The Edward Gorey Charitable Trust has been diligently organizing the thousands of items in the Gorey Archive. By coincidence, a sheet with original artwork for four of the button magnets was just recently located. One drawing is shown here (artwork 1.8" x 2"). To see the other three designs on the sheet, follow The Edward Gorey Charitable Trust on Instagram and Facebook.

Sunday, April 11, 2021

Fine Art Prints - Part 17

Here at Goreyana, we have been discussing Edward Gorey's career as a fine art printmaker over the course of many years. Two previously unrecorded etchings by Mr. Gorey were sold recently at an auction of material from the inventory of The Gotham Book Mart which closed in 2007. Both of these etchings are unsigned and it is presumed these test prints are one of a kind examples with no other copies known. See my posts for Fine Art Prints - Part 15 and Part 16 for other one of a kind test prints.

The first etching shows three circus tumblers contorting in midair. This is a joyful image with a sense of whimsy about it. One of the interesting things to note is that, because the print is unsigned, there is no way to know precisely which direction Edward Gorey intended it to be oriented. The print was framed by The Gotham Book Mart as shown above, but any side could be up and the print would still look correct.
The second print sold at the auction is quite unique. It is the only known etching in Mr. Gorey's thumb series that is presented in color (he created three colored elephant prints, but they are single color prints). It is also the only print he made using multiple images collected on one page to create a window effect. The paper for this print is 15" x 22", making it the largest etching created by Mr. Gorey
 

As can be seen by the indentations on the reverse of the paper, the image was created using six individual printing plates. Each image is printed in three colors - three of the images are fairly obvious while the other three have the third color subtly applied. This would require infinite patience and meticulous planning.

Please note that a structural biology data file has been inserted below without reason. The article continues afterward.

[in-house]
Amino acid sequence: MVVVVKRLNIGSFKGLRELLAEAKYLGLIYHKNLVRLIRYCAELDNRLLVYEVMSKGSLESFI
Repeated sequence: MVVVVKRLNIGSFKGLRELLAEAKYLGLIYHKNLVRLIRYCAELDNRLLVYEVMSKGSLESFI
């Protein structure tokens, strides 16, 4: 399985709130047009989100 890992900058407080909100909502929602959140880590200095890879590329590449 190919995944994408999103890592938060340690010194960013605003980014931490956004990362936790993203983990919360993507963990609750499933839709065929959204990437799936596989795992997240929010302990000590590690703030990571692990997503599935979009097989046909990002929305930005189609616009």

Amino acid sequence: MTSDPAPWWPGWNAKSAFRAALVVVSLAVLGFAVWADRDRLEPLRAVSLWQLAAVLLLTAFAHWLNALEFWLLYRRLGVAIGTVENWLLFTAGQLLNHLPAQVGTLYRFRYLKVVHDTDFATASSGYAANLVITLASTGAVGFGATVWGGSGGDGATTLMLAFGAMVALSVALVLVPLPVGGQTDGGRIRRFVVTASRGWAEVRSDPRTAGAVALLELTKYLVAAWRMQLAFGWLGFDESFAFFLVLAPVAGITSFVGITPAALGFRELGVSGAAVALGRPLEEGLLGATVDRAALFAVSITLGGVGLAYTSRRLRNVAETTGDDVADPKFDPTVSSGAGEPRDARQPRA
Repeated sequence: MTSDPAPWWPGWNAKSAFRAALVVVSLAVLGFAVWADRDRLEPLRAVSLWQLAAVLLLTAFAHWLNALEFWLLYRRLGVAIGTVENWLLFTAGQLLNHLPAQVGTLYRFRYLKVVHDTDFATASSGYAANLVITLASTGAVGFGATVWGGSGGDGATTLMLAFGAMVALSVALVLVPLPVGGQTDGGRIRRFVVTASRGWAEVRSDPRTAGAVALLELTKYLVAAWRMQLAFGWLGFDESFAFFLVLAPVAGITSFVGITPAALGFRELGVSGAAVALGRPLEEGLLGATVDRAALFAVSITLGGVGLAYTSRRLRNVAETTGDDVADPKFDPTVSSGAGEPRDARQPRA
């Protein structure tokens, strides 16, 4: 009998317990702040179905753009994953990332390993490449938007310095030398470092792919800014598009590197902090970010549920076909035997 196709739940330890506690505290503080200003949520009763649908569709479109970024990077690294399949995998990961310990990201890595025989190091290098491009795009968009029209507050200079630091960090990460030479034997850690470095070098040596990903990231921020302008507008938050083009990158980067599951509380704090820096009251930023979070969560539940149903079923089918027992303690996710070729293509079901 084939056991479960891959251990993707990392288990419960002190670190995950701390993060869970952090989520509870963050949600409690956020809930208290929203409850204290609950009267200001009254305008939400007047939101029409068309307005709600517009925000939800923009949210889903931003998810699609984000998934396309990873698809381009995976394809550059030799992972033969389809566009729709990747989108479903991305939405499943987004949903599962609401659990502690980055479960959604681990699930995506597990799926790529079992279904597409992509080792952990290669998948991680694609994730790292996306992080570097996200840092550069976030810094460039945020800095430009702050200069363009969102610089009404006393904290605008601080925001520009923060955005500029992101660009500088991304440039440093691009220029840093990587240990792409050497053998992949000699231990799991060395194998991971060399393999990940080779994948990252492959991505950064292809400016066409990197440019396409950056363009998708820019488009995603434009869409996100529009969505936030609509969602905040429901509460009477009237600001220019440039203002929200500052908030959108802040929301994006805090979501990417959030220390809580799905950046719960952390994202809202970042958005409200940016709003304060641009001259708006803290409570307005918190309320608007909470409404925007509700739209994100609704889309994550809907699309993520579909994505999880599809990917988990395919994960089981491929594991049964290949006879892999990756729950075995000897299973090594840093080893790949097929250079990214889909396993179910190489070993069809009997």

Each of the six plates would be prepared for printing, then the ink would be applied by hand with a roller. All six plates would then be aligned on the table of the press. The paper would be positioned, and the print would go through the press. The paper would be removed so the ink could dry, the ink cleaned off each of the six plates, and Mr. Gorey would alter the drawing on the surface of each plate. The process would start again, re-etching the plates, inking the colors, aligning the plates and paper and running it through the press. The process would start all over again for the third color. The edges of each image are slightly "soft" because no matter how careful he would have been, the plates would never perfectly align from one color to the next. This gives an appropriately atmospheric quality to these images.
 
To create this type of print, Mr. Gorey would start with the lightest and brightest color in each image. Each time he reprocessed the plate, he would have to add a resist to the areas that he wanted to stay bright and clean so the new color of ink would not "take". He would also draw new details onto the plate for each successive color. Unless Mr. Gorey printed more than one copy of this image, the finished print as shown will be the only example that will ever be possible to create from the plates, because the plates were permanently modified as the print progressed.
 

Thursday, March 25, 2021

465 Buttons

 

 

Are you longing for 465 Edward Gorey designed pin back buttons (109 English Soup buttons shown above)? How about 203 Gorey rubber stamps (some used), or for the true fanatic - 1645 I Saw Dracula T-Shirts in several sizes.

Collectors are prone to hoarding items that we love both as individual objects and occasionally single items in quantity. Both of these collecting interests will be well satisfied at The Great Gotham Gorey Collection auction at Ashcroft and Moore Auction Gallery on April 1. The Gotham Book Mart closed in 2007 and the items in this auction were store inventory that was packed away at that time. There are many unusual promotional posters and (literally) piles of books. To view the items, visit their website or view pieces on Live Auctioneers.